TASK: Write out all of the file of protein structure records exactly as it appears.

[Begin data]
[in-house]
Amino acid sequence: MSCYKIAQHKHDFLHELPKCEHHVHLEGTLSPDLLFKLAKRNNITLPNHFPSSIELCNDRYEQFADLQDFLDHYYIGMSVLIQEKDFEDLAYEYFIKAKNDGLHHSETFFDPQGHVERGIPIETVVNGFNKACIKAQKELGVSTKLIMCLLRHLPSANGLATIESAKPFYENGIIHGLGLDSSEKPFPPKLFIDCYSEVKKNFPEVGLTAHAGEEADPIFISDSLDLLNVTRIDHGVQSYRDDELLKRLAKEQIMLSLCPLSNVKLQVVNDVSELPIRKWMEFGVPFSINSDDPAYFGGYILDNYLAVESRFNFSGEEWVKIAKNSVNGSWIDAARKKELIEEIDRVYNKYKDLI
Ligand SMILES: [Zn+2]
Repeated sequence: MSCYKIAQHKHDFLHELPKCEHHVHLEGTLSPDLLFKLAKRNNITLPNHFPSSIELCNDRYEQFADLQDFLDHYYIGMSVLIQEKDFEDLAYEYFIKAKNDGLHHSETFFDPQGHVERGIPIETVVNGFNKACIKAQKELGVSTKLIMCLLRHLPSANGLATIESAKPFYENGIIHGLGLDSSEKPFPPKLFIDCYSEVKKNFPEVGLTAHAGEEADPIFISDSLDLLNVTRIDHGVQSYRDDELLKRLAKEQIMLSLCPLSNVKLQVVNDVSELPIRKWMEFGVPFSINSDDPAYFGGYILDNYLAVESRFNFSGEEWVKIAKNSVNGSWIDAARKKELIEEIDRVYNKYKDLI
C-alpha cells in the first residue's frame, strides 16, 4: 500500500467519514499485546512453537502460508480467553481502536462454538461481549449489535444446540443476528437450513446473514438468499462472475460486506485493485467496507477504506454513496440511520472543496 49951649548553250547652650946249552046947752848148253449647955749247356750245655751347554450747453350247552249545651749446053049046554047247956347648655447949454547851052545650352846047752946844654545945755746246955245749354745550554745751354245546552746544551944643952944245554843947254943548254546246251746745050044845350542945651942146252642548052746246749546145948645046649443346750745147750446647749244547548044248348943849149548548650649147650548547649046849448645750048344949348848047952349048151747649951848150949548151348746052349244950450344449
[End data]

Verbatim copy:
[in-house]
Amino acid sequence: MSCYKIAQHKHDFLHELPKCEHHVHLEGTLSPDLLFKLAKRNNITLPNHFPSSIELCNDRYEQFADLQDFLDHYYIGMSVLIQEKDFEDLAYEYFIKAKNDGLHHSETFFDPQGHVERGIPIETVVNGFNKACIKAQKELGVSTKLIMCLLRHLPSANGLATIESAKPFYENGIIHGLGLDSSEKPFPPKLFIDCYSEVKKNFPEVGLTAHAGEEADPIFISDSLDLLNVTRIDHGVQSYRDDELLKRLAKEQIMLSLCPLSNVKLQVVNDVSELPIRKWMEFGVPFSINSDDPAYFGGYILDNYLAVESRFNFSGEEWVKIAKNSVNGSWIDAARKKELIEEIDRVYNKYKDLI
Ligand SMILES: [Zn+2]
Repeated sequence: MSCYKIAQHKHDFLHELPKCEHHVHLEGTLSPDLLFKLAKRNNITLPNHFPSSIELCNDRYEQFADLQDFLDHYYIGMSVLIQEKDFEDLAYEYFIKAKNDGLHHSETFFDPQGHVERGIPIETVVNGFNKACIKAQKELGVSTKLIMCLLRHLPSANGLATIESAKPFYENGIIHGLGLDSSEKPFPPKLFIDCYSEVKKNFPEVGLTAHAGEEADPIFISDSLDLLNVTRIDHGVQSYRDDELLKRLAKEQIMLSLCPLSNVKLQVVNDVSELPIRKWMEFGVPFSINSDDPAYFGGYILDNYLAVESRFNFSGEEWVKIAKNSVNGSWIDAARKKELIEEIDRVYNKYKDLI
C-alpha cells in the first residue's frame, strides 16, 4: 500500500467519514499485546512453537502460508480467553481502536462454538461481549449489535444446540443476528437450513446473514438468499462472475460486506485493485467496507477504506454513496440511520472543496 49951649548553250547652650946249552046947752848148253449647955749247356750245655751347554450747453350247552249545651749446053049046554047247956347648655447949454547851052545650352846047752946844654545945755746246955245749354745550554745751354245546552746544551944643952944245554843947254943548254546246251746745050044845350542945651942146252642548052746246749546145948645046649443346750745147750446647749244547548044248348943849149548548650649147650548547649046849448645750048344949348848047952349048151747649951848150949548151348746052349244950450344449